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Chapter 6 Planning Property Development (6 th Edition) Publisher: Routledge www.routledge.comwww.routledge.com Authors: Professor R.G. Reed and Dr S. Sims.

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Presentation on theme: "Chapter 6 Planning Property Development (6 th Edition) Publisher: Routledge www.routledge.comwww.routledge.com Authors: Professor R.G. Reed and Dr S. Sims."— Presentation transcript:

1 Chapter 6 Planning Property Development (6 th Edition) Publisher: Routledge Authors: Professor R.G. Reed and Dr S. Sims

2 6.1 INTRODUCTION The role of planning in property and real estate markets is designed to co-ordinate the efficient use of resources, being the limited supply of land either vacant or improved. Another critical objective is to restrict conflicting land uses from being located directly next to each other, such as building a new oil refinery next to an existing residential area. The process of planning involves many stakeholders who are both directly and indirectly associated with the proposed development. A developer should understand all aspects of planning law which have the potential to affect land use and development potential of a particular site. The planning process and the associated legislation will ultimately determine the type of development allowed on any site and thus influence the value of the completed development.

3 6.2 PLANNING AND THE ENVIRONMENT Many international governments have been committed to the concept of ‘sustainable development’ i.e. ‘meeting the needs of the present without compromising the ability of future generations to meet their own needs’ (WCED 1987). Over time there has been increased linkages between town planning and environmental law and regulations and these close ties have continued in many aspects of land use planning and property development. The details of the planning legislation and its interpretation vary between regions, even adjoining towns, and are heavily influenced by the political party in governance. The advent of social media has repeatedly demonstrated the groundswell which can occur when a property development may affect environmentally sensitive land. The developer must be fully aware of the needs of the community and corporate social responsibility (CSR) is often undertaken by the developer as well.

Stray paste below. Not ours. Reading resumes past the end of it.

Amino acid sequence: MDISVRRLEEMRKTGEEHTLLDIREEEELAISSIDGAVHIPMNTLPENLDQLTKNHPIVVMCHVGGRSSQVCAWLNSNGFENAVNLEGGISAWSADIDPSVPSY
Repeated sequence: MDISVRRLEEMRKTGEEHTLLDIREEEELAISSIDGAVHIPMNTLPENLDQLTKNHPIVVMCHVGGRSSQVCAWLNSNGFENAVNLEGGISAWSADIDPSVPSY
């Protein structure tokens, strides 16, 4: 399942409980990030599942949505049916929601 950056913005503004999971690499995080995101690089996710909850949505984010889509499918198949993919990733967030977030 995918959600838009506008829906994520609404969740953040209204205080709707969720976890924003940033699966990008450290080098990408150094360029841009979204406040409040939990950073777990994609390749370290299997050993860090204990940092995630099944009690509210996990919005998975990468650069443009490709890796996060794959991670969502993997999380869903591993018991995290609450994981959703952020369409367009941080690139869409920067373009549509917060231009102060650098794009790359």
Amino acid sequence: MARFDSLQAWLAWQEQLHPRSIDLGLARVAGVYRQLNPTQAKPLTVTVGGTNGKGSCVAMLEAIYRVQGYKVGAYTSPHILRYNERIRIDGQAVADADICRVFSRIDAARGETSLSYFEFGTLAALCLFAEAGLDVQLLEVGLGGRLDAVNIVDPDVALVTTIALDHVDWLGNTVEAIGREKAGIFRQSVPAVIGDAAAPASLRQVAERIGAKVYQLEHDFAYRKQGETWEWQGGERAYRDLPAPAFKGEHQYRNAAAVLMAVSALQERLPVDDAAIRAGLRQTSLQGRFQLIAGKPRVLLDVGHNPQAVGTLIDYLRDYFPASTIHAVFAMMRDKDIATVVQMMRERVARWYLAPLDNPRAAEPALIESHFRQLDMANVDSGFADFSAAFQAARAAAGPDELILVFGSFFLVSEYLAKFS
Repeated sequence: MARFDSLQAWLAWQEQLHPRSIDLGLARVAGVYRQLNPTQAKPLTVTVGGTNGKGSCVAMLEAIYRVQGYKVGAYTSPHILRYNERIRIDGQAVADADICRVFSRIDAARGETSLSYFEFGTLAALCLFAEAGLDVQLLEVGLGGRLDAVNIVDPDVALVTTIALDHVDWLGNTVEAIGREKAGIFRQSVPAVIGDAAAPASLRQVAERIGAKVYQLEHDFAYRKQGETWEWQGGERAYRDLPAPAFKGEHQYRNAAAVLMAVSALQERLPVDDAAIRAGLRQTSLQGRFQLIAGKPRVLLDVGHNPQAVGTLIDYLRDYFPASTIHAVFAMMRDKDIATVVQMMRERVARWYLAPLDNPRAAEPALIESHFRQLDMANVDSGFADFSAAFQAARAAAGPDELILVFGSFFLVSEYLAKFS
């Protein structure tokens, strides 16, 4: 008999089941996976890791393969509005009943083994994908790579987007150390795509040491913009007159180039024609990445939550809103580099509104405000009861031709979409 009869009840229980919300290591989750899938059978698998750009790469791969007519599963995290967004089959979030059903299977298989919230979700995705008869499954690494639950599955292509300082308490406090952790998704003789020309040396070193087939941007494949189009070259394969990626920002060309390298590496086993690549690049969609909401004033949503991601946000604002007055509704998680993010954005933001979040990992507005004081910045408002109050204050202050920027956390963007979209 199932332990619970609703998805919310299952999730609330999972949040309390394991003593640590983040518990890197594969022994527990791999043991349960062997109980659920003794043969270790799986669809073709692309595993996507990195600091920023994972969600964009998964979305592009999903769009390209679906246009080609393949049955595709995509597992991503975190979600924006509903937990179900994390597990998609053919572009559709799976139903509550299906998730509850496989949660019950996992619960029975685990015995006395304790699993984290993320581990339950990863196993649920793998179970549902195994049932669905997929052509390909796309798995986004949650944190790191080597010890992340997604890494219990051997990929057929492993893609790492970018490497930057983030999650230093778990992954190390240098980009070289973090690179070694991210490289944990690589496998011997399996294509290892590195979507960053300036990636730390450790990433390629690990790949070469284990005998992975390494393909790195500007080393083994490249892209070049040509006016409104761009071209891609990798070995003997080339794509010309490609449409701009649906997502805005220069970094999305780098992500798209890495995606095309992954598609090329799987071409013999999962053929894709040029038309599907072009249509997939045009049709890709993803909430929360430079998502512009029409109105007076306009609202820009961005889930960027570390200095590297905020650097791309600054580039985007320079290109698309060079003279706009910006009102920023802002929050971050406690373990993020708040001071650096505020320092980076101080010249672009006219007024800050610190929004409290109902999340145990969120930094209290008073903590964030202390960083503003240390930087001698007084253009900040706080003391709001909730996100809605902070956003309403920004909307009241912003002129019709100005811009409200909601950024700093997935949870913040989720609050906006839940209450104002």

4 6.3 WHAT IS DEVELOPMENT? The concept of ‘development’ has varying perceptions for different stakeholders in the real estate market and also in wider society. Some sectors of society are anti-development at one extreme (e.g. based on the ‘sustainability’ argument), regardless of the need to redevelop and reinvent to increase the level of efficiency in the urban market. Development is an essential part of our society and can also be described as ‘renewal’, ‘renovation’, ‘reusing’ or ‘updating’, however there are many different types of development; it is difficult to encapsulate development with a single definition. In relation to planning legislation the following activities are generally classified as development: - carrying out building, engineering, mining or other operations in, on, over or under land; or - undertaking any material change of use in any buildings or other land.

5 6.4 THE PLANNING APPLICATION Making an application If a property developer is carrying out a development for which planning consent is required then usually they must apply to the local planning authority for consent. Examples of the main types of property development applications are as follows: 1.Outline planning permission application. An outline application is generally used early on in the development stage to establish whether or not the proposed development is likely to be approved. 2.Full or detailed application. A detailed application will seek not only to establish a land use principle but approval for all the ‘reserved matters’. 3.Changes of use. Legally an application for the change of use of land or, more commonly, buildings is regarded as a full application rather than an outline. 4.Applications for heritage listed building consent or conservation area consent to demolish. All proposals to demolish buildings in conservation areas requires specific permission and thus proposals for development in a conservation area must also, if demolition is envisaged, be accompanied by a separate application for conservation area consent to demolish.

6 Discussion points: Under what circumstances might it be prudent for a developer to make an application for outline planning permission? What other local authority departments consider the impact of the planning application, and why is this?

7 6.5 ENVIRONMENTAL IMPACT ASSESSMENT In many regions legislation has introduced the compulsory requirement for an environmental impact assessment (EIA) or an environmental impact study (EIS), where a developer is often required to produce an environmental statement (ES) as part of a planning application. This statement examines the impact of a development proposal on the environment and there is a comprehensive list of factors which can be assessed including: impact on the landscape, visual impact, ecology, geology, archaeology, air and water pollution, contamination of land, noise pollution, wildlife conservation and agriculture. The relevant government body may make a direction that an environmental impact assessment is required. The developer can save time and a great deal of energy by consulting the relevant planning officer of the district council or appropriate authority at the outset. With environmental issues now very high on the political agenda, it is becoming increasingly important for developers to consult with the relevant pressure groups at an early stage.